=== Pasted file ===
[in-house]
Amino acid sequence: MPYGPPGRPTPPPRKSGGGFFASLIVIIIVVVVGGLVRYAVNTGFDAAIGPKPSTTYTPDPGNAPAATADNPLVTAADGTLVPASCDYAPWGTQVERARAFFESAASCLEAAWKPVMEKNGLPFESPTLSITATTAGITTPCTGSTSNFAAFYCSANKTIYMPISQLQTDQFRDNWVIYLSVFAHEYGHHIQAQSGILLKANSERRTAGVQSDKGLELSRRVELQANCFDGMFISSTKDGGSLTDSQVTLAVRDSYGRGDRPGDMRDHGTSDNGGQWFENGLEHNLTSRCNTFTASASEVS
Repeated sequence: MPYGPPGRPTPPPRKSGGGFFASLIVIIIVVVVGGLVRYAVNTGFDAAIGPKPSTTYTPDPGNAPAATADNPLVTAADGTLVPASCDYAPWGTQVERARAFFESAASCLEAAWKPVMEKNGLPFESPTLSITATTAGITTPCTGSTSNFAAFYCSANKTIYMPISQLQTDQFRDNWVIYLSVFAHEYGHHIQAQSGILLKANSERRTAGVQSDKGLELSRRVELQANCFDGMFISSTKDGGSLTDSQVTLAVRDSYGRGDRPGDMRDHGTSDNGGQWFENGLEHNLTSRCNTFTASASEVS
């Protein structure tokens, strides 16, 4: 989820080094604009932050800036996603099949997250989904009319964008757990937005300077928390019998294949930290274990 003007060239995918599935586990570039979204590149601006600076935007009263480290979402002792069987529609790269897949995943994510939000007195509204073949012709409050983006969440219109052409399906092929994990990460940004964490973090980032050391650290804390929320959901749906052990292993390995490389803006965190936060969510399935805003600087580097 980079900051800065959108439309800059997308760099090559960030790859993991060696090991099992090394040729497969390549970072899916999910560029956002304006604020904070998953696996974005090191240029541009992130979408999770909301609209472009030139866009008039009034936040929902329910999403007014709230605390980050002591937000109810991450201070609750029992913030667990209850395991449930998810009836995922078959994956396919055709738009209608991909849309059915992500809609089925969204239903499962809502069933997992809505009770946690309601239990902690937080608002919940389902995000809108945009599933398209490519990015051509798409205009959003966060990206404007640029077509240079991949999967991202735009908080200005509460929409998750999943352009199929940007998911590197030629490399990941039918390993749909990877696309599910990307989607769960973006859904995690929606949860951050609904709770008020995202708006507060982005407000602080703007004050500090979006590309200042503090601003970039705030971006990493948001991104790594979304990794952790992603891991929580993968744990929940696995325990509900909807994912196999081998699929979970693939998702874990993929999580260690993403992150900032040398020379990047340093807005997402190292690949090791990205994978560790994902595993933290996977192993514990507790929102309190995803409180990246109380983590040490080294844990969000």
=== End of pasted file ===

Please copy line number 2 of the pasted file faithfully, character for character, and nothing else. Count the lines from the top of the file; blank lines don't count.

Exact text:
Amino acid sequence: MPYGPPGRPTPPPRKSGGGFFASLIVIIIVVVVGGLVRYAVNTGFDAAIGPKPSTTYTPDPGNAPAATADNPLVTAADGTLVPASCDYAPWGTQVERARAFFESAASCLEAAWKPVMEKNGLPFESPTLSITATTAGITTPCTGSTSNFAAFYCSANKTIYMPISQLQTDQFRDNWVIYLSVFAHEYGHHIQAQSGILLKANSERRTAGVQSDKGLELSRRVELQANCFDGMFISSTKDGGSLTDSQVTLAVRDSYGRGDRPGDMRDHGTSDNGGQWFENGLEHNLTSRCNTFTASASEVS